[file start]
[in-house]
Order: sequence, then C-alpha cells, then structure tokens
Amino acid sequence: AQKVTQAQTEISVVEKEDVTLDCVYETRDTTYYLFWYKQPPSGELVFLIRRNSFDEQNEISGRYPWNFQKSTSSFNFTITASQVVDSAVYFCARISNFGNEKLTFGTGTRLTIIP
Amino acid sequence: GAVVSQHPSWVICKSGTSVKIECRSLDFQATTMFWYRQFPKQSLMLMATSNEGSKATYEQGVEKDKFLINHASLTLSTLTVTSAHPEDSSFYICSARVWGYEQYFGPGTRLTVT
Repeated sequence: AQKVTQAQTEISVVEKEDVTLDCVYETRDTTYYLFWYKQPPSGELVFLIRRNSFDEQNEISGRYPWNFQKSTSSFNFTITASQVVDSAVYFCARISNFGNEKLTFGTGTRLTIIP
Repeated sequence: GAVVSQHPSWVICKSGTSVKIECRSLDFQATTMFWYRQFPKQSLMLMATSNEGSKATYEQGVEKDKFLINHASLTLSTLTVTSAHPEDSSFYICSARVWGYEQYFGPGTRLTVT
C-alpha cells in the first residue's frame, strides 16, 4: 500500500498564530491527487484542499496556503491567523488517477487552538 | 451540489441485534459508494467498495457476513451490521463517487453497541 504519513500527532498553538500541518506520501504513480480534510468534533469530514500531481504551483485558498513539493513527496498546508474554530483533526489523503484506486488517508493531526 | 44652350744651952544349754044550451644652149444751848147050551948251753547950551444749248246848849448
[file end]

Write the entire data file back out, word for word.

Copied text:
[in-house]
Order: sequence, then C-alpha cells, then structure tokens
Amino acid sequence: AQKVTQAQTEISVVEKEDVTLDCVYETRDTTYYLFWYKQPPSGELVFLIRRNSFDEQNEISGRYPWNFQKSTSSFNFTITASQVVDSAVYFCARISNFGNEKLTFGTGTRLTIIP
Amino acid sequence: GAVVSQHPSWVICKSGTSVKIECRSLDFQATTMFWYRQFPKQSLMLMATSNEGSKATYEQGVEKDKFLINHASLTLSTLTVTSAHPEDSSFYICSARVWGYEQYFGPGTRLTVT
Repeated sequence: AQKVTQAQTEISVVEKEDVTLDCVYETRDTTYYLFWYKQPPSGELVFLIRRNSFDEQNEISGRYPWNFQKSTSSFNFTITASQVVDSAVYFCARISNFGNEKLTFGTGTRLTIIP
Repeated sequence: GAVVSQHPSWVICKSGTSVKIECRSLDFQATTMFWYRQFPKQSLMLMATSNEGSKATYEQGVEKDKFLINHASLTLSTLTVTSAHPEDSSFYICSARVWGYEQYFGPGTRLTVT
C-alpha cells in the first residue's frame, strides 16, 4: 500500500498564530491527487484542499496556503491567523488517477487552538 | 451540489441485534459508494467498495457476513451490521463517487453497541 504519513500527532498553538500541518506520501504513480480534510468534533469530514500531481504551483485558498513539493513527496498546508474554530483533526489523503484506486488517508493531526 | 44652350744651952544349754044550451644652149444751848147050551948251753547950551444749248246848849448